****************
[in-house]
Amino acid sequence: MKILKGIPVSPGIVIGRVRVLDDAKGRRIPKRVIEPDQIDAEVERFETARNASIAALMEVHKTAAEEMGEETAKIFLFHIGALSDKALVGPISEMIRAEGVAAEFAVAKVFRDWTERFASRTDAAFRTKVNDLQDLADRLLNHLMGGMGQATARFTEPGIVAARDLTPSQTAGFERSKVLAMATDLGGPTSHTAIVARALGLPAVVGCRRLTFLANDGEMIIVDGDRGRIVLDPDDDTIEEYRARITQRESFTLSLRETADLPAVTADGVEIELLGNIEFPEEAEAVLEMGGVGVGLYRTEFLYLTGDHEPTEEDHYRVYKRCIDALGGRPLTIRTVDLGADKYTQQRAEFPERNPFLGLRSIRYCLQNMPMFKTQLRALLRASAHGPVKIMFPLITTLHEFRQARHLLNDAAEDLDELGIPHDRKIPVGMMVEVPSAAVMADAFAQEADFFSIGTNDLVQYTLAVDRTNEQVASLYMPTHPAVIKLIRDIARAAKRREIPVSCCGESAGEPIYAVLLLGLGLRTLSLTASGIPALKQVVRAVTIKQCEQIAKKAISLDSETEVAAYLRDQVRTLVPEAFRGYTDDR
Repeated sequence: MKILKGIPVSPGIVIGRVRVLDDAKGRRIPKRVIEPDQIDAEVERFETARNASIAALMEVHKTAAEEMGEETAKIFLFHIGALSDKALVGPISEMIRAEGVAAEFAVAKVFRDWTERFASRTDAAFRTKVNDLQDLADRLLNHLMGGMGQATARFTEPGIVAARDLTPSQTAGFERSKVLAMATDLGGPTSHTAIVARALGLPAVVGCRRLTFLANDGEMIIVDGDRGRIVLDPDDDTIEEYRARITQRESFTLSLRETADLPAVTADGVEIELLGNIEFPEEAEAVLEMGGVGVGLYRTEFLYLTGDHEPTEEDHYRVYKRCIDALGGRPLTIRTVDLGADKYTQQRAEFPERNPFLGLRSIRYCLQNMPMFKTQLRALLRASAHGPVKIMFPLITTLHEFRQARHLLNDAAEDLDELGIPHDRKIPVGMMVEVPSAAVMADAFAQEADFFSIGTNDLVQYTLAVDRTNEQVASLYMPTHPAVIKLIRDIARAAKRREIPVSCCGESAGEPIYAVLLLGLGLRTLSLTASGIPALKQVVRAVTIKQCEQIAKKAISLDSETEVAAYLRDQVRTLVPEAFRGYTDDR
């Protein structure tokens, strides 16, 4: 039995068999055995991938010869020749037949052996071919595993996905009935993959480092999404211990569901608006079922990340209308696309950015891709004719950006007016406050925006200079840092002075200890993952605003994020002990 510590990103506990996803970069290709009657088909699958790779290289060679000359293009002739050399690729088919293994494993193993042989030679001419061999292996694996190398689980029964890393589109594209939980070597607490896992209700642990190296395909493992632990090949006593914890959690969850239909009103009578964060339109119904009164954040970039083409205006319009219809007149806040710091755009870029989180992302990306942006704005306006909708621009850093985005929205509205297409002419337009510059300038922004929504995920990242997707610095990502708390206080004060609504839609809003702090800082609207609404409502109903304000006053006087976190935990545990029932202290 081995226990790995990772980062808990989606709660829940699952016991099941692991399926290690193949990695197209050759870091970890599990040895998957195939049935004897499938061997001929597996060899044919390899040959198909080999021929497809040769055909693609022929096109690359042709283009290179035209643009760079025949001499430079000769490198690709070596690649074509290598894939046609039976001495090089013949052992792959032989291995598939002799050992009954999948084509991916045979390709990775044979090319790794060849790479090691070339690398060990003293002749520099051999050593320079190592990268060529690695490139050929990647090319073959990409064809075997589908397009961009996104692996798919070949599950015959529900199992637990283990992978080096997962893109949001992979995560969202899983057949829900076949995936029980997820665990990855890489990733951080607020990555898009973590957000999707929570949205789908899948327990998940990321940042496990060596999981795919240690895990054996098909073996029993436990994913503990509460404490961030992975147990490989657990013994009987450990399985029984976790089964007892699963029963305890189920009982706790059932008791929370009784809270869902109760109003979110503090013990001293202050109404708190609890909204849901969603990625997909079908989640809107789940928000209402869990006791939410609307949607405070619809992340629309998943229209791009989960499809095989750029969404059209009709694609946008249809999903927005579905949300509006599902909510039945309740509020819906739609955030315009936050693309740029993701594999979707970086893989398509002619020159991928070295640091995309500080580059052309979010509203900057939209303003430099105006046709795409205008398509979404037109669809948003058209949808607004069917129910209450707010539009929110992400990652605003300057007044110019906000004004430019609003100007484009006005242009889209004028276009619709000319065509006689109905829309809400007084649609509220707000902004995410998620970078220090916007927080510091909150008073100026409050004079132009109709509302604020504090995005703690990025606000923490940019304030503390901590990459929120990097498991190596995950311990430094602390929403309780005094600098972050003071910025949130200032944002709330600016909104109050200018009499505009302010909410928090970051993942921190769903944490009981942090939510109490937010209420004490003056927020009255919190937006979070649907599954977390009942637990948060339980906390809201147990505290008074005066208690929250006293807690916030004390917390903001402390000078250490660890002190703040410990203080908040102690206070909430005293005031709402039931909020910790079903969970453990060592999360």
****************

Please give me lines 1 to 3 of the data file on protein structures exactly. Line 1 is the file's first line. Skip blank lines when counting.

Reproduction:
[in-house]
Amino acid sequence: MKILKGIPVSPGIVIGRVRVLDDAKGRRIPKRVIEPDQIDAEVERFETARNASIAALMEVHKTAAEEMGEETAKIFLFHIGALSDKALVGPISEMIRAEGVAAEFAVAKVFRDWTERFASRTDAAFRTKVNDLQDLADRLLNHLMGGMGQATARFTEPGIVAARDLTPSQTAGFERSKVLAMATDLGGPTSHTAIVARALGLPAVVGCRRLTFLANDGEMIIVDGDRGRIVLDPDDDTIEEYRARITQRESFTLSLRETADLPAVTADGVEIELLGNIEFPEEAEAVLEMGGVGVGLYRTEFLYLTGDHEPTEEDHYRVYKRCIDALGGRPLTIRTVDLGADKYTQQRAEFPERNPFLGLRSIRYCLQNMPMFKTQLRALLRASAHGPVKIMFPLITTLHEFRQARHLLNDAAEDLDELGIPHDRKIPVGMMVEVPSAAVMADAFAQEADFFSIGTNDLVQYTLAVDRTNEQVASLYMPTHPAVIKLIRDIARAAKRREIPVSCCGESAGEPIYAVLLLGLGLRTLSLTASGIPALKQVVRAVTIKQCEQIAKKAISLDSETEVAAYLRDQVRTLVPEAFRGYTDDR
Repeated sequence: MKILKGIPVSPGIVIGRVRVLDDAKGRRIPKRVIEPDQIDAEVERFETARNASIAALMEVHKTAAEEMGEETAKIFLFHIGALSDKALVGPISEMIRAEGVAAEFAVAKVFRDWTERFASRTDAAFRTKVNDLQDLADRLLNHLMGGMGQATARFTEPGIVAARDLTPSQTAGFERSKVLAMATDLGGPTSHTAIVARALGLPAVVGCRRLTFLANDGEMIIVDGDRGRIVLDPDDDTIEEYRARITQRESFTLSLRETADLPAVTADGVEIELLGNIEFPEEAEAVLEMGGVGVGLYRTEFLYLTGDHEPTEEDHYRVYKRCIDALGGRPLTIRTVDLGADKYTQQRAEFPERNPFLGLRSIRYCLQNMPMFKTQLRALLRASAHGPVKIMFPLITTLHEFRQARHLLNDAAEDLDELGIPHDRKIPVGMMVEVPSAAVMADAFAQEADFFSIGTNDLVQYTLAVDRTNEQVASLYMPTHPAVIKLIRDIARAAKRREIPVSCCGESAGEPIYAVLLLGLGLRTLSLTASGIPALKQVVRAVTIKQCEQIAKKAISLDSETEVAAYLRDQVRTLVPEAFRGYTDDR